Today at KIOGE 2009, Ian Thom, Lead Caspian Upstream Research Analyst for Wood Mackenzie will present an independent assessment of the export infrastructure issues Kazakhstan faces as it seeks to become a top ten global oil producer, and one of the top three non-OPEC contributors to production growth, alongside Canada and Brazil.
"The stakes are high for Kazakhstan as the development of export routes will have a fundamental impact on its oil sector for many years to come. And decisions on sanctioning the huge capital investment for these routes will be required soon to expand capacity in the short and medium term," explains Thom.
Illustrating the urgency of the decisions in the next few years Thom says, "Across the export system as a whole, the routes are operating close to their full capacity, and the fact that operators already use more costly rail to transport 200,000 barrels a day (b/d) of oil shows that pipeline expansions are required soon."
The Kazakh government has several competing priorities to consider, which Wood Mackenzie's presentation outlines: increasing physical volumes at the most cost effective pace; diversification of export routes; and maximizing the value of exports. "This is a difficult balancing act. Increasing pipeline and spare rail capacity may secure physical export capacity but it comes with additional costs. Maximizing the value of exports requires the highest netback routes, which conflicts with the desire for diversification," Thom reasons.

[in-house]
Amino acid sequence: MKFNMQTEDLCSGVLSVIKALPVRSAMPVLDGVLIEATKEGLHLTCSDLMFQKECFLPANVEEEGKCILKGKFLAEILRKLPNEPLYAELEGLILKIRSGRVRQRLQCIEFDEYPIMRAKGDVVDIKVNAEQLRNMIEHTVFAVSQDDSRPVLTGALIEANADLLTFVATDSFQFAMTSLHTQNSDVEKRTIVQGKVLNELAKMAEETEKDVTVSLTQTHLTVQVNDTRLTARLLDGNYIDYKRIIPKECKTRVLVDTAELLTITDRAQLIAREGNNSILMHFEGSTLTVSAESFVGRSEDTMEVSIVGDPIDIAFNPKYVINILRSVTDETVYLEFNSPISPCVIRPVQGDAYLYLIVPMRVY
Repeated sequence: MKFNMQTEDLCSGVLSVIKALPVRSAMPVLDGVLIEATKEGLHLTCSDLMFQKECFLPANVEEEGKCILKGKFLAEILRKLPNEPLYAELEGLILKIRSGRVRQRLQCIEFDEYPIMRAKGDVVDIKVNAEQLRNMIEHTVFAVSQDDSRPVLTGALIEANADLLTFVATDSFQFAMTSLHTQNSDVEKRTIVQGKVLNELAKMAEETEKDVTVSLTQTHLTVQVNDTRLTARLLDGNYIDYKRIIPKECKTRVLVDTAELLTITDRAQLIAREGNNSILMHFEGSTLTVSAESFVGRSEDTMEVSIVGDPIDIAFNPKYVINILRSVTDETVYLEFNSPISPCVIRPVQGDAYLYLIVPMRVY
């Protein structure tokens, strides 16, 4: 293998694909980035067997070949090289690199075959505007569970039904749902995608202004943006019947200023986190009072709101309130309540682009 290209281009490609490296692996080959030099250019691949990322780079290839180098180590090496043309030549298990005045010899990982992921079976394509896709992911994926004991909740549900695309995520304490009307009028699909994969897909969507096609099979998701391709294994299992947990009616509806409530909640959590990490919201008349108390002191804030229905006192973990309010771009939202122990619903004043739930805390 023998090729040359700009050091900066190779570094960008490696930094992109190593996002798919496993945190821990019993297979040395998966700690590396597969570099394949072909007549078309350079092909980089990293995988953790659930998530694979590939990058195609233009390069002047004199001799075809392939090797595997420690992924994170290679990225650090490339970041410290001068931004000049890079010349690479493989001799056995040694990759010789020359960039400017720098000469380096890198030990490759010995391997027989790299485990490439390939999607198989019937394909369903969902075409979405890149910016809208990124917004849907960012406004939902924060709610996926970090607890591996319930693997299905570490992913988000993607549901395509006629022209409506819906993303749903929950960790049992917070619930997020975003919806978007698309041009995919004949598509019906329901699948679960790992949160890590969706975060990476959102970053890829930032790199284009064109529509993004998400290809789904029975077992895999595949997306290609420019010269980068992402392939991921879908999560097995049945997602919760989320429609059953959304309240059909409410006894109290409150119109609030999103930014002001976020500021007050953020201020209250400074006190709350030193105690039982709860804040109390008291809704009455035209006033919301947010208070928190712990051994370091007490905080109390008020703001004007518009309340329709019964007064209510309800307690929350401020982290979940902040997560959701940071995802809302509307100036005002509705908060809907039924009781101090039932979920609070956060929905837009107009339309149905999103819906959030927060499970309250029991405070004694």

Kazakhstan already has plans to expand its existing infrastructure, such as expanding the Atyrau-Samara route and the Caspian Pipeline Consortium (CPC) route, as well as investing in expanding rail capacity with the Eskene West Rail Project (EWRP). Furthermore new projects include developing the Kazakhstan Caspian Transportation System (KCTS) -- a new southern route via Azerbaijan. Wood Mackenzie concludes these measures will add sufficient capacity to meet its production potential of 3.5 million b/d by 2025 but warns of delaying decisions: "It should be possible to accommodate the forecast production however prolonged discussions on tariffs, capacity rights, throughput guarantees, financing and operational aspects could threaten to delay the sanction of forthcoming upstream development phases and the long-term build up of production.
"Developing the new, large-scale export infrastructure, which we estimate could cost US $10 billion or more, will be driven by production increases from the two super giant fields Kashagan and Tengiz and will require collaboration between the project partners and the Kazakh government, as well as with transit countries and third party pipeline owners. Without tangible progress in securing export routes and capacity, the project partners may be reluctant to sanction further phases at Tengiz and Kashagan," Thom concludes.
Wood Mackenzie's analysis shows three crucial periods of production growth, each of which will make significant demands on export
infrastructure and capacity: the first is 2013 when Kashagan Phase 1 is expected to start producing; secondly towards 2020, Kashagan Phase 2 and expansion at Tengiz could combine to add over 1 million b/d in what will be the greatest production growth period; and thirdly in the longer term, Kashagan Phase 3 and other developments will take production to a forecasted peak of 3.5 million b/d in 2025.
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